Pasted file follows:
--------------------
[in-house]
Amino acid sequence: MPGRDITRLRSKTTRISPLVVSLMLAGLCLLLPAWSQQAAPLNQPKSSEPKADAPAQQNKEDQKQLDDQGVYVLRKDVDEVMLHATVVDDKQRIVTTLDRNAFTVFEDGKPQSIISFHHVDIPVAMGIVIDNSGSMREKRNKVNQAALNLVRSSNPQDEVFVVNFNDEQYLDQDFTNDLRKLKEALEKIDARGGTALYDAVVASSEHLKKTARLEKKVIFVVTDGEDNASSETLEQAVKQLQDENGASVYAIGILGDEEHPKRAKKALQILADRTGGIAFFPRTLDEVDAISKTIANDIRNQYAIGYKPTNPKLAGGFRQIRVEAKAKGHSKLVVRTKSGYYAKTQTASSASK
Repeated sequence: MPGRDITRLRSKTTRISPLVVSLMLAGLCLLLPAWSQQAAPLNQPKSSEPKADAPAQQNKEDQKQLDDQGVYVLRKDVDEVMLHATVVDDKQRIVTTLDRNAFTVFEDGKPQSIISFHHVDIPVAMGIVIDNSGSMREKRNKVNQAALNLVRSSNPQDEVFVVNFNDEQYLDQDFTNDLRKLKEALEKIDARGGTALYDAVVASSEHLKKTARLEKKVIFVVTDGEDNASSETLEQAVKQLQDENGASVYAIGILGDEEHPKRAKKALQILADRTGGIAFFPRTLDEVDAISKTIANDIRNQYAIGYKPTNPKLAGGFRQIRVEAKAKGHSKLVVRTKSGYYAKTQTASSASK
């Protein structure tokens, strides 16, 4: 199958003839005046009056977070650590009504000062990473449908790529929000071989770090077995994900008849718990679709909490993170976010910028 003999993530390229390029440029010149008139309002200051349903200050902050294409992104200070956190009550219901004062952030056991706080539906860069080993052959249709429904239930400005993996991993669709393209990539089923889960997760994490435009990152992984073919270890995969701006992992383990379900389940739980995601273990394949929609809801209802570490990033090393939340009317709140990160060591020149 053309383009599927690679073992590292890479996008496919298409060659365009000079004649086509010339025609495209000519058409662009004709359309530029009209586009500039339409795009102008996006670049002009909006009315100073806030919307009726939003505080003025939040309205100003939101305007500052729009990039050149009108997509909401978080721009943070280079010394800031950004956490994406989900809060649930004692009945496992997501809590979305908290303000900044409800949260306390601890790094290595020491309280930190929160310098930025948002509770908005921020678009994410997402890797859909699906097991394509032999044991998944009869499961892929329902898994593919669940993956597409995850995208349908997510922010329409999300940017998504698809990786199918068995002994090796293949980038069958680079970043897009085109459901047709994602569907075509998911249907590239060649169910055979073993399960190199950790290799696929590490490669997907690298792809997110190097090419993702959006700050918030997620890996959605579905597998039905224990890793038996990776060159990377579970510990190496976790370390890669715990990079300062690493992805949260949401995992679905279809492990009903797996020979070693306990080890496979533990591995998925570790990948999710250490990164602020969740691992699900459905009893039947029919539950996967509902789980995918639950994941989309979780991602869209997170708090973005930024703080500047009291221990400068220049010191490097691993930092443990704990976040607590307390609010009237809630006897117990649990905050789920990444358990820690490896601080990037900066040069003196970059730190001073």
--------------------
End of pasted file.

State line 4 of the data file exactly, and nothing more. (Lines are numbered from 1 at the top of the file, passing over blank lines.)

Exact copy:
């Protein structure tokens, strides 16, 4: 199958003839005046009056977070650590009504000062990473449908790529929000071989770090077995994900008849718990679709909490993170976010910028 003999993530390229390029440029010149008139309002200051349903200050902050294409992104200070956190009550219901004062952030056991706080539906860069080993052959249709429904239930400005993996991993669709393209990539089923889960997760994490435009990152992984073919270890995969701006992992383990379900389940739980995601273990394949929609809801209802570490990033090393939340009317709140990160060591020149 053309383009599927690679073992590292890479996008496919298409060659365009000079004649086509010339025609495209000519058409662009004709359309530029009209586009500039339409795009102008996006670049002009909006009315100073806030919307009726939003505080003025939040309205100003939101305007500052729009990039050149009108997509909401978080721009943070280079010394800031950004956490994406989900809060649930004692009945496992997501809590979305908290303000900044409800949260306390601890790094290595020491309280930190929160310098930025948002509770908005921020678009994410997402890797859909699906097991394509032999044991998944009869499961892929329902898994593919669940993956597409995850995208349908997510922010329409999300940017998504698809990786199918068995002994090796293949980038069958680079970043897009085109459901047709994602569907075509998911249907590239060649169910055979073993399960190199950790290799696929590490490669997907690298792809997110190097090419993702959006700050918030997620890996959605579905597998039905224990890793038996990776060159990377579970510990190496976790370390890669715990990079300062690493992805949260949401995992679905279809492990009903797996020979070693306990080890496979533990591995998925570790990948999710250490990164602020969740691992699900459905009893039947029919539950996967509902789980995918639950994941989309979780991602869209997170708090973005930024703080500047009291221990400068220049010191490097691993930092443990704990976040607590307390609010009237809630006897117990649990905050789920990444358990820690490896601080990037900066040069003196970059730190001073």